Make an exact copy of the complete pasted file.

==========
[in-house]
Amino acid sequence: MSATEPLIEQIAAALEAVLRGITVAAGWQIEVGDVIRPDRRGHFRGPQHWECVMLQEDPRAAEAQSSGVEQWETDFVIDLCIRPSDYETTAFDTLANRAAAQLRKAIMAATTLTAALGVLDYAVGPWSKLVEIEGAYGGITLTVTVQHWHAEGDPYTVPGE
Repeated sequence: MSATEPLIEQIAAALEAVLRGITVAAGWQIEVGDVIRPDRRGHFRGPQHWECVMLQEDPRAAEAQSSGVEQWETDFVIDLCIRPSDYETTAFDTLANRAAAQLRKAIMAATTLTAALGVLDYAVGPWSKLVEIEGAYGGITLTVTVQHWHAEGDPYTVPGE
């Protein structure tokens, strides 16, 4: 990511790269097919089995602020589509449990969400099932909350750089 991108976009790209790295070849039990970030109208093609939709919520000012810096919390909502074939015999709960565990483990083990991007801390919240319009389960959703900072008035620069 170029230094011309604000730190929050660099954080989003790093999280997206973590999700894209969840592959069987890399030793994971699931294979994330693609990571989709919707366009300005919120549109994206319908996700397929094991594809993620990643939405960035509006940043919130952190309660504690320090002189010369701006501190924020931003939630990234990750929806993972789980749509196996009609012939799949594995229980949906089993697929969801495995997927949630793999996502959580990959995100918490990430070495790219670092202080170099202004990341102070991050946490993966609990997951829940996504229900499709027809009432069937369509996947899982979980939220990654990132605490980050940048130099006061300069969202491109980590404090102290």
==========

[in-house]
Amino acid sequence: MSATEPLIEQIAAALEAVLRGITVAAGWQIEVGDVIRPDRRGHFRGPQHWECVMLQEDPRAAEAQSSGVEQWETDFVIDLCIRPSDYETTAFDTLANRAAAQLRKAIMAATTLTAALGVLDYAVGPWSKLVEIEGAYGGITLTVTVQHWHAEGDPYTVPGE
Repeated sequence: MSATEPLIEQIAAALEAVLRGITVAAGWQIEVGDVIRPDRRGHFRGPQHWECVMLQEDPRAAEAQSSGVEQWETDFVIDLCIRPSDYETTAFDTLANRAAAQLRKAIMAATTLTAALGVLDYAVGPWSKLVEIEGAYGGITLTVTVQHWHAEGDPYTVPGE
């Protein structure tokens, strides 16, 4: 990511790269097919089995602020589509449990969400099932909350750089 991108976009790209790295070849039990970030109208093609939709919520000012810096919390909502074939015999709960565990483990083990991007801390919240319009389960959703900072008035620069 170029230094011309604000730190929050660099954080989003790093999280997206973590999700894209969840592959069987890399030793994971699931294979994330693609990571989709919707366009300005919120549109994206319908996700397929094991594809993620990643939405960035509006940043919130952190309660504690320090002189010369701006501190924020931003939630990234990750929806993972789980749509196996009609012939799949594995229980949906089993697929969801495995997927949630793999996502959580990959995100918490990430070495790219670092202080170099202004990341102070991050946490993966609990997951829940996504229900499709027809009432069937369509996947899982979980939220990654990132605490980050940048130099006061300069969202491109980590404090102290």